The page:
The sun rose clear on the morning of Sept. 6, 1881, the Yellow Day, but within an hour the air thickened into a heavy, burnt yellow mist.
The strange yellow fog covered New England and beyond, from Millinocket, Maine, south to Virginia and west to Chicago. It made blue flowers look bronze, silenced street vendors, forced farmers to stop work and lamplighters to light streetlamps.
“The golden pall shrouded the city in its embrace, and the weird unreal appearance continued throughout the day,” reported the Boston Globe.
It was twilight at noon – just like the Dark Day a century ago.
On May 19, 1780, the skies darkened shortly after dawn, inspiring terror, panic and puzzlement. George Washington, fighting the American Revolution, noted in his diary, ‘Heavy & uncommon kind of Clouds--dark & at the same time a bright and reddish kind of light intermixed with them.’
The Dark Day of 1780 was only the most famous of the dark days. By the Yellow Day in 1881, at least six other dark days descended on New England. Usually they begin with a gradually increasing gloom until artificial light is necessary. They may last from a half hour to several days.
- May 12, 1706
- Oct. 21, 1716 (11 am-11:30 am)
- Aug. 9 1732
- July 3, 1814
- Nov. 6-10, 1819
- July 8, 1836
There would be at least two others, on Sept. 2, 1894 and on Sept 24-30, 1950.
Dark days have happened around the world, but New England easily leads in the phenomena of very dark days, wrote Fred Gordon Plummer in Forest fires: their causes, extent, and effects, with a summary of recorded destruction and loss, a U. S. Forest Service book published in 1915.
The banking up of smoke-laden air causes dark days, wrote Plummer.
"The tracks of many air currents and storm centers converge toward this area from all over the United States, and sometimes meet an opposing storm from the east or northeast,' he wrote. “The greatest forest fires have occurred in the Northern States, and the winds, transporting the smoke eastward, flow over the New England States.”
Most dark days should more properly be called 'yellow days,' wrote Plummer, and even the Dark Day of 1780 was preceded by a gradually increasing yellowness and an odor.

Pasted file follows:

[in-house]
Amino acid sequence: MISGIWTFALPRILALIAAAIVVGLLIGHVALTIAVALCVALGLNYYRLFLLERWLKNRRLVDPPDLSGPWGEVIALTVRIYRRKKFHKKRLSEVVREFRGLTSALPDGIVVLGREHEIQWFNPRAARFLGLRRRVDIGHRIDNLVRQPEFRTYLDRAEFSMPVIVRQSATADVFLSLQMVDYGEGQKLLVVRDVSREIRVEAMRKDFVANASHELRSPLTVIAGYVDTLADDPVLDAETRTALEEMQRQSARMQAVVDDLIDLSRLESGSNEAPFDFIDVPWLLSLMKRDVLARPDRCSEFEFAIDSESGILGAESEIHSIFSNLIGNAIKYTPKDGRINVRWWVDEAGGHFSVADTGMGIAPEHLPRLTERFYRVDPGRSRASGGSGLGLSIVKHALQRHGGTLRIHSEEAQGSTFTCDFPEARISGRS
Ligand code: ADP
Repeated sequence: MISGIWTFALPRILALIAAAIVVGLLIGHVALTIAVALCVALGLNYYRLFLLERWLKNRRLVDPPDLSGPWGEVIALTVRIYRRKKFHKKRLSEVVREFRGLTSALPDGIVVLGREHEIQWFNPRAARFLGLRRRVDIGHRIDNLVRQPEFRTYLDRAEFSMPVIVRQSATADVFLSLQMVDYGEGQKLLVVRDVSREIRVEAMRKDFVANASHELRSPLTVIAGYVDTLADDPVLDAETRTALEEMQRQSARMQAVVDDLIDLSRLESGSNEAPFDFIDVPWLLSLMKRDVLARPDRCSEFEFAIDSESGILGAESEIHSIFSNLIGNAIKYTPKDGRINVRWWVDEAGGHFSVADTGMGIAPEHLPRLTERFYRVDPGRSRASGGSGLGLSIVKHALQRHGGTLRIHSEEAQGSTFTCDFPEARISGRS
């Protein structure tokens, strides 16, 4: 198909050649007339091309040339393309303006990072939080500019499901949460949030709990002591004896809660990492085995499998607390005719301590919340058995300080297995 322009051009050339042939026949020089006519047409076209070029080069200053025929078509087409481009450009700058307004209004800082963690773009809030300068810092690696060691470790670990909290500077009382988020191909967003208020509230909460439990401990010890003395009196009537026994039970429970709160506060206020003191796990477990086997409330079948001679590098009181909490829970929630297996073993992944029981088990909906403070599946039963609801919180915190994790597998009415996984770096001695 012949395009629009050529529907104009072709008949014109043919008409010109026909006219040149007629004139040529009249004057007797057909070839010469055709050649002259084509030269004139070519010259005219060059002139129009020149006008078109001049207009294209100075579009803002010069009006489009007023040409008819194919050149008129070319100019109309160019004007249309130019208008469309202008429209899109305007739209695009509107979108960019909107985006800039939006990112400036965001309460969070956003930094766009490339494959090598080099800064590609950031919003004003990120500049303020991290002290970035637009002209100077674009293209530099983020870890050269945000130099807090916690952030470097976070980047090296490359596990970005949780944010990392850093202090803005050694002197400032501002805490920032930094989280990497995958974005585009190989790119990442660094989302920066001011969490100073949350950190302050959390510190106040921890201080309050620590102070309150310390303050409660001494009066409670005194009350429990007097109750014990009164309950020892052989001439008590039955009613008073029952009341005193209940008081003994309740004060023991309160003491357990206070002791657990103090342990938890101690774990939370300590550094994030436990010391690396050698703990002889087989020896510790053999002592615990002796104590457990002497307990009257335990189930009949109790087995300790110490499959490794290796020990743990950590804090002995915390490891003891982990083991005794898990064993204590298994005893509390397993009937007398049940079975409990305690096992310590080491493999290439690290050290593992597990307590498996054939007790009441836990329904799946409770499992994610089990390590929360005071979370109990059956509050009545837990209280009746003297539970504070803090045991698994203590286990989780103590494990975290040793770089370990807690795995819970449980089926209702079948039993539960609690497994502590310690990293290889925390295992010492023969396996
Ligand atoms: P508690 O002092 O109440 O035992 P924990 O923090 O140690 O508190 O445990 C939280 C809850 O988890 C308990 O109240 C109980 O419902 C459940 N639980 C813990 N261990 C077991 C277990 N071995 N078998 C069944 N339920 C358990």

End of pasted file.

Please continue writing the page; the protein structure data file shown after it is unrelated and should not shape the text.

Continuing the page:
They have other names: dry fogs, Indian summers and colored rains.
The Yellow Day
A tremendous forest fire in Michigan’s thumb-shaped peninsula caused the Yellow Day. A lightning strike started the Thumb Fire, which burned about a million acres, killed 282 people and destroyed 20 villages. It sent smoke, soot and ash eastward high into the air.
An hour after dawn on the Yellow Day in 1881, “the moist air, saturated with smoke and perfectly still, seemed to thicken into a heavy screen of mist, that hung low and was of a strange yellow hue,” according to Harper’s Magazine.
The Yellow Day created strange, even lurid, atmospheric effects. Lights flashed and gleamed with dazzling brightness and distinctive whiteness, reported the Globe.
In the Public Garden, “Flowers of pink turned pure white, and the scene blue of the lobelia became a deep bronze, while flowers of yellow became pearly in their whiteness.”
Quiet descended on city streets: The girls who sold peanuts stopped selling their wares, the fruit vendors stood stock still next to heaps of peaches and grapes and newsboys subdued their shouts.
Out in the country, farm work stopped, hens went to roost and the cattle stopped feeding. Factories closed for the day and teachers in Fall River and Lowell sent children home from school because it was so hard to read and write.
The Yellow Day kept all spectators away from a baseball game between the Bostons and the Worcesters. Instead, throngs of Bostonians rushed to the high roof of the Equitable Building to observe the Yellow Day.
In mid-afternoon, railroad men left depots carrying lanterns, and early afternoon trains lit their lamps. “Nine persons out of ten would have declared that it was evening when it was but 2 O'Clock,” reported the Globe.
End of the World?
A 16th-century English soothsayer named Mother Shipton stoked fears that the Yellow Day meant the end of the world. She had supposedly made prophesies that first appeared in a book in 1641, 80 years after she died. A later edition contained the famous prediction,
The world to an end shall come
In eighteen hundred and eighty one.
Groups of Second Adventists believed the end was coming on the Yellow Day. They wore their ascension robes to local schoolhouses in Worcester, Woonsocket and Hartford to await the world’s end.
A rural deacon believed the end of the world was near, according to Harpers.
His neighbor said, "You allus said you wanted to be in heaven, and I guess you'll be there before dinner. You ought to be happy, anyway."
The air began to clear by 5 pm, and stars twinkled in the sky three house later.
The next day, Sept. 7, 1881, Boston’s temperature hit 102 degrees.